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THE CRITICS

ON SIDDHARTHA

It is no surprise that Hesse undertook to write a novel about India. By the same token it would be naive to read the book as an embodiment or exegesis of Indian philosophy. Hesse found this book difficult to compose because he was engaged in coming to terms with India as he wrote. Demian was poured forth within the period of a few months in 1917; Siddhartha: An Indic Poem required almost four years of effort although it is shorter than Demian by one quarter.... It was not until 1922, after a complete revision of his views of India, that Hesse was finally able to finish the last third of his novel.... The highest lesson of the novel is a direct contradiction of Buddha's theory of the Eightfold Path, to which... Hesse objected in his diary of 1920; it is the whole meaning of the book that Siddhartha can attain Buddha's goal without following his path.... Just as Siddhartha learns of the totality and simultaneity of all being-man and nature alike-so too the development of the soul is expressed in geographical terms and, in turn, the landscape is reflected in the human face. The book achieves a unity of style, structure, and meaning that Hesse never again attained with such perfection after Siddhartha.... In Siddhartha he reached an extreme of symbolic lyricism; his next major work, The Steppenwolf, comes closer to realism in its characterization, dialogue, and plot than anything else Hesse has written.

Theodore Ziolkowski, The Novels of Hermann Hesse, 1965


A MINOR WRITER

Hesse is, by any severe artistic or intellectual standards, a minor writer, although not an uninteresting one if regarded with proper skepticism and a sufficient knowledge of his context. For all his high-mindedness and humaneness, his consciousness unwittingly reflects ideological positions that have had catastrophic consequences.... There is always a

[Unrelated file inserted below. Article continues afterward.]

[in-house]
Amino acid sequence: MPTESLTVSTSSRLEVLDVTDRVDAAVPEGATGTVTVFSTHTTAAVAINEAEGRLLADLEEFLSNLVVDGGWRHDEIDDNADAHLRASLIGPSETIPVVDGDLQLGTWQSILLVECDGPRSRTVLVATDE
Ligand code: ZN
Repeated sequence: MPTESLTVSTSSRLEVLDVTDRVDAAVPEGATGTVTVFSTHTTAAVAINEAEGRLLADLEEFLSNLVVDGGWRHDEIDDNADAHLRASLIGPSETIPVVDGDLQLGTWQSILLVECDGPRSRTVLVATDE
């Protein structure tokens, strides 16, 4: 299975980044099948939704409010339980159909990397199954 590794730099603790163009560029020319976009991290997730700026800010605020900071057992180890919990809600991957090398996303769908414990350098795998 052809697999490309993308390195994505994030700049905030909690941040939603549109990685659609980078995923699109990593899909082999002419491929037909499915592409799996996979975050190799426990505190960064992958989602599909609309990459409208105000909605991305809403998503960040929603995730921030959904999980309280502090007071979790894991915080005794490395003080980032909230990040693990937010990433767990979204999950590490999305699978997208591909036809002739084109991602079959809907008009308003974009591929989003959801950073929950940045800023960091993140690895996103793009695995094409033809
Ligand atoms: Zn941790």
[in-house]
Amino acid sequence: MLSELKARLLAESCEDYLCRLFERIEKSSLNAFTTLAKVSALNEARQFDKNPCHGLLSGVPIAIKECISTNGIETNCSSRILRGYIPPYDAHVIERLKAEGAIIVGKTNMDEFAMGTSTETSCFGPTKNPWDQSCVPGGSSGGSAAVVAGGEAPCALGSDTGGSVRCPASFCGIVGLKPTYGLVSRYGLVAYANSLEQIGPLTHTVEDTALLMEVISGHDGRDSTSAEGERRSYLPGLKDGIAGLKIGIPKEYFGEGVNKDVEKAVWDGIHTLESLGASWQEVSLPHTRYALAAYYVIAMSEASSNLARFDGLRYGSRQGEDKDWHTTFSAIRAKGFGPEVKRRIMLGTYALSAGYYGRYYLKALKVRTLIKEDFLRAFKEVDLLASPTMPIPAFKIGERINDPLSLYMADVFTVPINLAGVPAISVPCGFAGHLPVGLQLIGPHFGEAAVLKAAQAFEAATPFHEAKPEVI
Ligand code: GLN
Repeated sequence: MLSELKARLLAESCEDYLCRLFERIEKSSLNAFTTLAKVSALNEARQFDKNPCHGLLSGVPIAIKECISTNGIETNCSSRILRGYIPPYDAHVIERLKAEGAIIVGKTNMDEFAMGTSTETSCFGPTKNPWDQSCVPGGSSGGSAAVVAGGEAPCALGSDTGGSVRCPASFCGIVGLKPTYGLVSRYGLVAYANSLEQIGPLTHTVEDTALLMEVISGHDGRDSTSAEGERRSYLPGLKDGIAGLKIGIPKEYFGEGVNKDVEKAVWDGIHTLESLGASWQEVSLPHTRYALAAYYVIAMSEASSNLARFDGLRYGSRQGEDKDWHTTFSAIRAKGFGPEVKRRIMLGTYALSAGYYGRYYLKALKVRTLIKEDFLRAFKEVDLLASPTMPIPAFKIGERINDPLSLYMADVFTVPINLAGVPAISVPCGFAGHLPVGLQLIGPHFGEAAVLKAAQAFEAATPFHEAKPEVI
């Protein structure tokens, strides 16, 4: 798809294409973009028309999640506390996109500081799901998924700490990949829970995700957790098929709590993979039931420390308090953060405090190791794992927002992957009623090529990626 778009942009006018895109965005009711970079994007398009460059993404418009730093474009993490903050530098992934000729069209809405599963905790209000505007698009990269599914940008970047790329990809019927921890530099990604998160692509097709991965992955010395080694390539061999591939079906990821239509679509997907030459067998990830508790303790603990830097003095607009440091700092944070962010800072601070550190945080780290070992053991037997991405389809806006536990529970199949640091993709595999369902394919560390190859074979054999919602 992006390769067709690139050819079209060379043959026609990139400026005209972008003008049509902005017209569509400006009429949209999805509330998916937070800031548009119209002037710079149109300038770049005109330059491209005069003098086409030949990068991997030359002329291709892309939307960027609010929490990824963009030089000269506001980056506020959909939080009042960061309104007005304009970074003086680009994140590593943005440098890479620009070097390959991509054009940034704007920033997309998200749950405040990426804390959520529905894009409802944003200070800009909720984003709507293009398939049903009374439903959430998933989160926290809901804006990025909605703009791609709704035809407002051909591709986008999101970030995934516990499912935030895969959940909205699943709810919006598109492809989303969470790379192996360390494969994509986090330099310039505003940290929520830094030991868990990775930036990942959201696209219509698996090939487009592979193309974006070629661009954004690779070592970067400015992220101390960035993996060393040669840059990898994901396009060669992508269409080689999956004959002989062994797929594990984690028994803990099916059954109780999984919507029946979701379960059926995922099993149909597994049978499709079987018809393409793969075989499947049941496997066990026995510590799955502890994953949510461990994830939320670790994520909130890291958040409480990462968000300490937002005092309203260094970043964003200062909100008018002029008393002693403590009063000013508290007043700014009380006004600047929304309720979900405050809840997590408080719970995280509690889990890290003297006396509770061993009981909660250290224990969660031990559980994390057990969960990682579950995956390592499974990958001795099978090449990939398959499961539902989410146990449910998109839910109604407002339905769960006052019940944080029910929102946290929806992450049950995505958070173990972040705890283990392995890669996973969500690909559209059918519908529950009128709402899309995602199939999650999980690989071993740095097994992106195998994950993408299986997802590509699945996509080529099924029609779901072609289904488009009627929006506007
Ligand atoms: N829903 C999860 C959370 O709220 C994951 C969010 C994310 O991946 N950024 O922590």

kind of shrinkage in Hesse from the consequences of the doctrines he is experimenting with; they are blunted by crossing them with incompatible doctrines, or they are made ultimately inconsequential by being placed in a play of the imagination that is intransitive because it is hermetically sealed from the detested world outside. His effect is to sugar-coat the dynamite of the German irrational tradition, and there is plenty of evidence that when that tradition is turned into pablum, those who overindulge in it are likely to wake up with a cosmic stomach ache.

Jeffrey L. Sammons, "Hermann Hesse and the Over-Thirty Germanist" in Hesse:

A Collection of Critical Essays, 1973

ADVISORY BOARD

We wish to thank the following educators who helped us focus our Book Notes series to meet student needs and critiqued our manuscripts to provide quality materials.

Sandra Dunn, English Teacher Hempstead High School, Hempstead, New York

Lawrence J. Epstein, Associate Professor of English Suffolk County Community College, Selden, New York

Leonard Gardner, Lecturer, English Department State University of New York at Stony Brook

Beverly A. Haley, Member, Advisory Committee National Council of Teachers of English Student Guide Series Fort Morgan, Colorado

Elaine C. Johnson, English Teacher Tamalpais Union High School District Mill Valley, California

Marvin J. LaHood, Professor of English State University of New York College at Buffalo

Robert Lecker, Associate Professor of English McGill University, Montreal, Quebec, Canada

David E. Manly, Professor of Educational Studies State University of New York College at Geneseo

Bruce Miller, Associate Professor of Education State University of New York at Buffalo

Frank O'Hare, Professor of English and Director of Writing Ohio State University, Columbus, Ohio

Faith Z. Schullstrom, Member of Executive Committee National Council of Teachers of English Director of Curriculum and Instruction Guilderland Central School District, New York

Mattie C. Williams, Director, Bureau of Language Arts Chicago Public Schools, Chicago, Illinois

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